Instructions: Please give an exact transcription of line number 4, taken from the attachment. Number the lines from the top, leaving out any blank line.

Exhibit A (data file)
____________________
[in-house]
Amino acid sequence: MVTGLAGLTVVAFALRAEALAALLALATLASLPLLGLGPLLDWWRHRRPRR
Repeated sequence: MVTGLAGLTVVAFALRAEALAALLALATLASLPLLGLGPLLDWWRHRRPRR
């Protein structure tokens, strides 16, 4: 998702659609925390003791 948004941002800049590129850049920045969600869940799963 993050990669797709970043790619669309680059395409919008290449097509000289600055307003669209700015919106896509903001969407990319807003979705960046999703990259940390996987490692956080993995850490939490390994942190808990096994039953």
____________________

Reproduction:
């Protein structure tokens, strides 16, 4: 998702659609925390003791 948004941002800049590129850049920045969600869940799963 993050990669797709970043790619669309680059395409919008290449097509000289600055307003669209700015919106896509903001969407990319807003979705960046999703990259940390996987490692956080993995850490939490390994942190808990096994039953």